Hybrid cars have grown in popularity the past decade with relentlessly growing sales. Since not all cars are both fuel efficient and eco-friendly at the same time automobile customers are inclined to think twice whether they should get a hybrid car over a gas vehicle. After gaining ground in almost all auto categories from daily commute cars to luxury sports cars, hybrid cars are now the hot-selling ones but the next big question remains how long do hybrid batteries last?
A hybrid car battery is made up of a group of individual battery cells and like any battery has a shelf life and will eventually lose its power. The good news is that every hybrid car comes with a warranty for their hybrid battery of 8 to 10 years up to 100,000 miles. So if you happen to buy a hybrid car with a mileage less than 100,000 you can be assured that it is still covered under the manufacturer's warranty. Luckily, many hybrid cars are observed to last for longer than 100,000 miles.
Hybrid car batteries tend to last longer than other batteries because they are typically charged up to 80% and show it’s already full and empty at 20%. The inherent under-taxing of the battery prolongs the life of the battery unlike other batteries that we tend to overcharge almost all the time. You will be able to know that your car needs a new hybrid battery as you notice decrease in power and also fuel economy. There are also indicator lights that will prompt if you need a new hybrid battery. Replacing a hybrid battery is well worth it even with a refurbished one as it can last another 80,000 miles or even more.
When buying an older hybrid car having to change the battery is an important maintenance task. Some hybrid batteries last up to 70, 000 miles while others can go as far as 200,000 miles.So there is no definite limit when it comes to how long hybrid batteries last but it always helps to be aware of the cost of replacing the batteries ahead of time whether you’ll be doing it yourself or you’ll get a professional to do it.
Yes it’s possible to have a DIY battery change and have Youtube teach you to do it. All you need is a simple set of hand tools and electric screw or a drill. And you can look up how much it will cost just as easily. You can save tons of money doing it yourself but remember that there’s always accompanied risk when dealing with the high voltage part. The hybrid battery replacement could take about an hour and a half or even longer, especially if it’s your first time but soon enough you’ll be able to replace a hybrid battery in less than 15 minutes with enough practice.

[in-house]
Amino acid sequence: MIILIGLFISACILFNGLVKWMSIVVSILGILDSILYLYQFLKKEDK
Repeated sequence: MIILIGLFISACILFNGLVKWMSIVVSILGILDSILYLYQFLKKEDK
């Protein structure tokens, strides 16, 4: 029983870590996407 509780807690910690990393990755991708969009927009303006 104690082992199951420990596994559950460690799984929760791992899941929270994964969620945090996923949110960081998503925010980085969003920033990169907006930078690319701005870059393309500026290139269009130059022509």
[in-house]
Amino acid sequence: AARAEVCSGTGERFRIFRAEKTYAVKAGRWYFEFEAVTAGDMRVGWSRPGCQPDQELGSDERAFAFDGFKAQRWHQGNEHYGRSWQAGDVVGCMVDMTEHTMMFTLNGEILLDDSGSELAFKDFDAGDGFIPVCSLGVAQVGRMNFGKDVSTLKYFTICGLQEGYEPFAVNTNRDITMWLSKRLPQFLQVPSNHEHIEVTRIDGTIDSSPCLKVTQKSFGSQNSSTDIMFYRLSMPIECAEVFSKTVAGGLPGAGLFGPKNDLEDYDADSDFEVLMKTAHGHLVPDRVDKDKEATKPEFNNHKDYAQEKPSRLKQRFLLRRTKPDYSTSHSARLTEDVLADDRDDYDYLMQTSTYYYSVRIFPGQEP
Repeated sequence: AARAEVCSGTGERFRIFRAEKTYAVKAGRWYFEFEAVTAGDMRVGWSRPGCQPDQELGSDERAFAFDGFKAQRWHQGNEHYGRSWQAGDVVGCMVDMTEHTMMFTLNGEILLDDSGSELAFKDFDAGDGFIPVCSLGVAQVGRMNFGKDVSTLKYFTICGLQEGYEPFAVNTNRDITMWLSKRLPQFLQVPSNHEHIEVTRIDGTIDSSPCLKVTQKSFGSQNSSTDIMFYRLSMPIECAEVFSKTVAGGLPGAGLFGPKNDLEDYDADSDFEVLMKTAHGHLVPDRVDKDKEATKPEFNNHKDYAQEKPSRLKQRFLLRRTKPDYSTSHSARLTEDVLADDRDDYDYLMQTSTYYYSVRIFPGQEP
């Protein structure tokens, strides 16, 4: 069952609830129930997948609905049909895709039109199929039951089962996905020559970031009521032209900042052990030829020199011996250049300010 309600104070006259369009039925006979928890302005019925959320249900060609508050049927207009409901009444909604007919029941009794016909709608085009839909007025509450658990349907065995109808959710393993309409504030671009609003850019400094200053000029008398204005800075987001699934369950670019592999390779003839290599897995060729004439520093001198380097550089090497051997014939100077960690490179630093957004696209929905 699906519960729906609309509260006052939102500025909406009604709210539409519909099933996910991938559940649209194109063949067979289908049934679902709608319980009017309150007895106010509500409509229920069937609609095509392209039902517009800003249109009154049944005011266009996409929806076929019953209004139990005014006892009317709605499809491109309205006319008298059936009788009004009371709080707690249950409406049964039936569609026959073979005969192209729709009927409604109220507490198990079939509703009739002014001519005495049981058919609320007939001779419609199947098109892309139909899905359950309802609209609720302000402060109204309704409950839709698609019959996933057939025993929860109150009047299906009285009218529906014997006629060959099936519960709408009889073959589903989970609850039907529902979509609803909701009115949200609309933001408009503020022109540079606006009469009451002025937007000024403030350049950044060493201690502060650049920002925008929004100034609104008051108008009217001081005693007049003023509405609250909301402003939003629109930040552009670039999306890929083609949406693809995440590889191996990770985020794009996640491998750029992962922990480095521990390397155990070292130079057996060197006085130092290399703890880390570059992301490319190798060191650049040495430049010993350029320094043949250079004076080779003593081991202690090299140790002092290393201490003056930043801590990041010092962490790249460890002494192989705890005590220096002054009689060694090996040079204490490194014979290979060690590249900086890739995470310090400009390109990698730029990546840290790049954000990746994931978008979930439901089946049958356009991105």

Having a professional do the battery replacement can cost $6,000 to $8,000, with independent shops charging around $4,000. So a DIY battery replacement is well worth the savings especially when you got yourself an old second hard car and the replacement is going to cost more than your car’s worth.
How long do Hybrid Batteries last for Toyota Cars
Lexus/Toyota are well aware of vehicle owner’s fears when it comes to hybrid batteries dying on them so they have decided to guarantee the technology utilized in their hybrid cars. Lexus hybrid vehicles feature world-leading technology that includes a high voltage battery designed to last more years than that of a conventional battery.
In 2006 Lexus introduced the GS450h and the RX400h which demonstrated its commitment to the concept of hybrid technology. The following year 2007 they introduced the LS600hL which is the world's first upper-luxury petrol-electric hybrid and the first V8 hybrid. While an electric vehicle needs an external electric power source to recharge a spent battery, a Lexus hybrid vehicle’s electricity is being generated as the engine moves the vehicle.
With a simple supply of petrol, an external electric power source is no longer needed. The car’s computer constantly monitors the condition of the battery so the HV battery never gets completely flat. In a normal operation a charge load of less than 40 percent is prevented. And as soon as the battery’s charge level is low the engine activates the generator, so the electricity recharges the battery. Not only that — the motors begin functioning as generators as the brakes are applied supplying the generated electricity to the battery. All these factors make the Lexus hybrid battery designed to last for many years and rechargeable for thousands of times during normal operation. An added bonus is that the batteries are also recyclable.
Lexus hybrid vehicles are under warranty for five years or up to 100,000km, or whichever occurs first. The system shuts off automatically in case of severe battery failure or critical problems. Lexus Manager for Service and Parts, Bob Dawes reports, “There have been very few cases of Toyota/Lexus hybrid component failure worldwide. In fact these number less than 0.25% of all the Toyota and Lexus hybrid vehicles in operation.” In fact the Lexus/Toyota hybrid battery is designed to last the life of the vehicle. And some reports claim that Toyota hybrids can go as far as 180,000 miles without showing any sign of deterioration. Even if you are not that lucky, a Toyota Hybrid will survive for more than 150,000 miles or at least for 10 years.
Dawes also added that if ever failure happens the Lexus dealers will be able to replace the battery at only around four thousand dollars; a minimal cost given the advanced technology associated with the hybrid vehicle.
The Hybrid Synergy Drive, which is smart technology was also introduced. It tells the car when to switch between regular gas and electric power and the timing of when to combine both to guarantee maximum on-road performance while also minimizing fuel consumption as well as pollution from exhaust gases. The system allows for the charging of the battery when the engine is running and as soon as you hit the brakes the heat lost during braking is converted to electricity for the car to use later. Toyota claims that 99% of the hybrid vehicles they have sold since 2001 have never had their original battery replaced.